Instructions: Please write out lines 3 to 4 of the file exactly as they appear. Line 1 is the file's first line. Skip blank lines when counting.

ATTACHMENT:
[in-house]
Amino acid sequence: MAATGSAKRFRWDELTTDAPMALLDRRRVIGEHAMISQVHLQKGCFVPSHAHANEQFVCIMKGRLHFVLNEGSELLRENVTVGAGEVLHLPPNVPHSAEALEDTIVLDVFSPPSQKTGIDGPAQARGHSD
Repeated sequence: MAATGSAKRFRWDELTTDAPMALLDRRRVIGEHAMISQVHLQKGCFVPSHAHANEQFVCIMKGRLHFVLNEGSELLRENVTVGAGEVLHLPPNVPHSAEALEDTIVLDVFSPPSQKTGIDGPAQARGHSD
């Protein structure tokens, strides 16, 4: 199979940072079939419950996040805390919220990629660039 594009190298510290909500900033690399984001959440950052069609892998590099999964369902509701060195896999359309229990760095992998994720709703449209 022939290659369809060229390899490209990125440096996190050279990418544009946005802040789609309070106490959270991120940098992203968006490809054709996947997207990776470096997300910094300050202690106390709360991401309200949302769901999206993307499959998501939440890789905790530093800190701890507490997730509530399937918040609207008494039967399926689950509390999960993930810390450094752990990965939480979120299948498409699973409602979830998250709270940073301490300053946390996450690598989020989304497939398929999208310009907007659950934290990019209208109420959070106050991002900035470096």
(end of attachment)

Repeated sequence: MAATGSAKRFRWDELTTDAPMALLDRRRVIGEHAMISQVHLQKGCFVPSHAHANEQFVCIMKGRLHFVLNEGSELLRENVTVGAGEVLHLPPNVPHSAEALEDTIVLDVFSPPSQKTGIDGPAQARGHSD
């Protein structure tokens, strides 16, 4: 199979940072079939419950996040805390919220990629660039 594009190298510290909500900033690399984001959440950052069609892998590099999964369902509701060195896999359309229990760095992998994720709703449209 022939290659369809060229390899490209990125440096996190050279990418544009946005802040789609309070106490959270991120940098992203968006490809054709996947997207990776470096997300910094300050202690106390709360991401309200949302769901999206993307499959998501939440890789905790530093800190701890507490997730509530399937918040609207008494039967399926689950509390999960993930810390450094752990990965939480979120299948498409699973409602979830998250709270940073301490300053946390996450690598989020989304497939398929999208310009907007659950934290990019209208109420959070106050991002900035470096």